Two-tier care won’t curb rising health costs, but a massive overhaul of the existing public system will.
We continually hear journalists and commentators say that public health care in Canada is unsustainable, often assuming the problem will be solved by moving costs from public budgets to household budgets.
But over the past two decades, spending on private health care has grown far more rapidly than the cost of Canadian Medicare – those insured services protected under the five principles of the Canada Health Act. Furthermore, our provincial single-payer reimbursement systems have proven far more effective and less costly than any mixed or private insurance mechanism, as the ongoing health care crisis south of the border illustrates.
Far from being the source of the problem, the way we fund Canadian Medicare is our ace in the hole in achieving both fairness and efficiency.
While I agree that we have a sustainability problem, it has far more to do with the way we organize and deliver health services than with the way we fund these services.
We can solve part of the problem by doing the things we already do better – what economists call technical efficiency. This includes implementing electronic health records, which bring down the cost of transmitting information and improve the quality of care by ensuring providers and patients have relevant medical histories and charts at their fingertips.
However, technical efficiency will only get us so far. To truly wrestle down cost in the long run, we have to change quite fundamentally the way we do things. In particular, there are three areas of health care that are in desperate need of a major overhaul: pharmaceuticals, primary care, and long-term care.
Over the last two decades, public and private spending on prescription drugs has increased faster than costs in every other health care sector, growing at almost double the rate of our total spending on hospitals and physician care.
Fragmentation in funding, regulation, and delivery is one reason. Another is that, despite the good press that generic drug manufacturers get relative to brand name drug companies, Canada has among the highest generic drug prices in the world due to a lack of regulation.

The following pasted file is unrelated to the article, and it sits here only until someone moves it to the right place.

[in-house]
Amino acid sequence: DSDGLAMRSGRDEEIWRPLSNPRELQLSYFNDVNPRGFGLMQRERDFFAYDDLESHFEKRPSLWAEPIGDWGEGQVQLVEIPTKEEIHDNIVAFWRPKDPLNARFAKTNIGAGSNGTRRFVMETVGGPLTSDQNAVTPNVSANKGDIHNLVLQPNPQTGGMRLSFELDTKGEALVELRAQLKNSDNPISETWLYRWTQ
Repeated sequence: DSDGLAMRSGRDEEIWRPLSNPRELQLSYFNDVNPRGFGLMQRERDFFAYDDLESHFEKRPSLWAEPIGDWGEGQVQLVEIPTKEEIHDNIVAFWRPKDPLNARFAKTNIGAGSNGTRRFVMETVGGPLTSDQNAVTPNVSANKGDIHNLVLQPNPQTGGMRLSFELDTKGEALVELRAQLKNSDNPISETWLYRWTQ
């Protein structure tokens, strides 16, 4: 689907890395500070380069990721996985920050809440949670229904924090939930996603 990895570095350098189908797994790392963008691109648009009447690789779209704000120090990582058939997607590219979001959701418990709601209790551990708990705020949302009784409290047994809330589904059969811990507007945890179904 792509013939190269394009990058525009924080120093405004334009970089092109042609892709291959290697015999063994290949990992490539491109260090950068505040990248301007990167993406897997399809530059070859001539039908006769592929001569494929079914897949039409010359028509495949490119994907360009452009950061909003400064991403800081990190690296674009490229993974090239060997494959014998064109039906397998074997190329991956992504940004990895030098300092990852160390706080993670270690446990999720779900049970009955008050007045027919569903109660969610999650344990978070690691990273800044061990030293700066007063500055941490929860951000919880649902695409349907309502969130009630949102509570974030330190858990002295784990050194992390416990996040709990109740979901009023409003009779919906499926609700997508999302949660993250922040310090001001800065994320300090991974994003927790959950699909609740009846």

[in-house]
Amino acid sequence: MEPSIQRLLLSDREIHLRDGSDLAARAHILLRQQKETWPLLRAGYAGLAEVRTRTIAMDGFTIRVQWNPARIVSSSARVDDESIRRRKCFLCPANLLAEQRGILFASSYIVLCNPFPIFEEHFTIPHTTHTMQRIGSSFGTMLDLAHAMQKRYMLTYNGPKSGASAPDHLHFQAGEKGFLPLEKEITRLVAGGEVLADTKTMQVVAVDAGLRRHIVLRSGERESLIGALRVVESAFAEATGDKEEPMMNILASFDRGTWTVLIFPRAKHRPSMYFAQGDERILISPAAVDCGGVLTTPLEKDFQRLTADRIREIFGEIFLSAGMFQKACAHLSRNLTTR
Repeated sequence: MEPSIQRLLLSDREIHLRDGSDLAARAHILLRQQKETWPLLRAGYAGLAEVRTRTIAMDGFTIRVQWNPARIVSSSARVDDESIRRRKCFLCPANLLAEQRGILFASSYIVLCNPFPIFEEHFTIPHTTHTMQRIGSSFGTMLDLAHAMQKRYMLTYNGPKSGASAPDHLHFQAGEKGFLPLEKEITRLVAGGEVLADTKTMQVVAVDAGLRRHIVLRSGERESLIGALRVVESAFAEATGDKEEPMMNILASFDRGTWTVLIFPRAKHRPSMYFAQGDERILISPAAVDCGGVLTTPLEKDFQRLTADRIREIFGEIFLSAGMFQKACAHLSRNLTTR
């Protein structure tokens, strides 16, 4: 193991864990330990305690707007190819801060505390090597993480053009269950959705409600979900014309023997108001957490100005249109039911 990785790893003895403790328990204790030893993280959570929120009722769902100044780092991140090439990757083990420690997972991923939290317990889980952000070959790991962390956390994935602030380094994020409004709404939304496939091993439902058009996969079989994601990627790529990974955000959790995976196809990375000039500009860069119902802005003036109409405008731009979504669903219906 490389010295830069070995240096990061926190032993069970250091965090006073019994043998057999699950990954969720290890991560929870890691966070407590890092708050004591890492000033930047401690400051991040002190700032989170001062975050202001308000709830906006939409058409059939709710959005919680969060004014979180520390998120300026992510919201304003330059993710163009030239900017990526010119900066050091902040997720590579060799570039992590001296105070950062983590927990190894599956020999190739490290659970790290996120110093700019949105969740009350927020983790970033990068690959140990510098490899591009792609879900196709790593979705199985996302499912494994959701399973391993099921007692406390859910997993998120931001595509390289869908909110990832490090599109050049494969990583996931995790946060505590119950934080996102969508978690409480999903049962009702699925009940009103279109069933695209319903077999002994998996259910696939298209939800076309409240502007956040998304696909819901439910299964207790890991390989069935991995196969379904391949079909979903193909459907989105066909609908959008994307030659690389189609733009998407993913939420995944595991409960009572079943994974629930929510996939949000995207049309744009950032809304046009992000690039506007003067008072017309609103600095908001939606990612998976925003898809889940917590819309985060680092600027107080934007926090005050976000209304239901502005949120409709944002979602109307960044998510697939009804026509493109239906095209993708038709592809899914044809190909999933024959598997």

The answer is obvious but difficult: establish a national drug plan that uses the existing regulatory powers of the federal government and the market power of a single plan to force drug prices down or, at least, constrain the long-term growth in cost.
We also have a serious problem with the quality of primary or first-contact health care in Canada. In most of the country, this care is still largely provided by family physicians working in solo or small medical practices. The majority are paid on a fee-for-service basis rather than for the time they spend with each patient.
As a result, doctor visits are extremely short and often end with a doctor rapidly scribbling out a prescription or making a referral to a specialist. In addition, family doctors are not adequately trained to spot or manage mental health problems. And because of fee-for-service remuneration, they prefer not to deal with complex patients, including the elderly and those suffering chronic conditions.
The solution? Move from solo and small family physician practices to group practices involving psychologists, mental health nurses, nurse practitioners, physiotherapists, and others. Provincial health ministries can do this by moving funding for family doctors to regional health authorities or local health integration networks and let them introduce new forms of primary health care.
The demographics of the baby boom, including a rising incidence of dementia, means that we will need more and better long-term care than what we have now. Without this major adjustment, we are likely to pay even more for hospital care for mentally (and physically) frail seniors.
We should look to the Dutch model, in which elders suffering from mental disabilities are placed in separate homes and wards dedicated to their needs, both in terms of physical layout and specialized physicians and other care providers.
These are long-term, difficult solutions that require courage, intelligence, and focus. They require political vision and leadership. They require the kind of constructive engagement between Ottawa and the provinces we have not seen in some time.
Given the current minority government and policy vacuum in Ottawa, as well as the Harper government’s ominous silence on this important file, the ability to engage constructively with the provinces now depends on the opposition leader who can best articulate what needs to be done. Doing this will both capture the imagination of Canadians and help win the next election.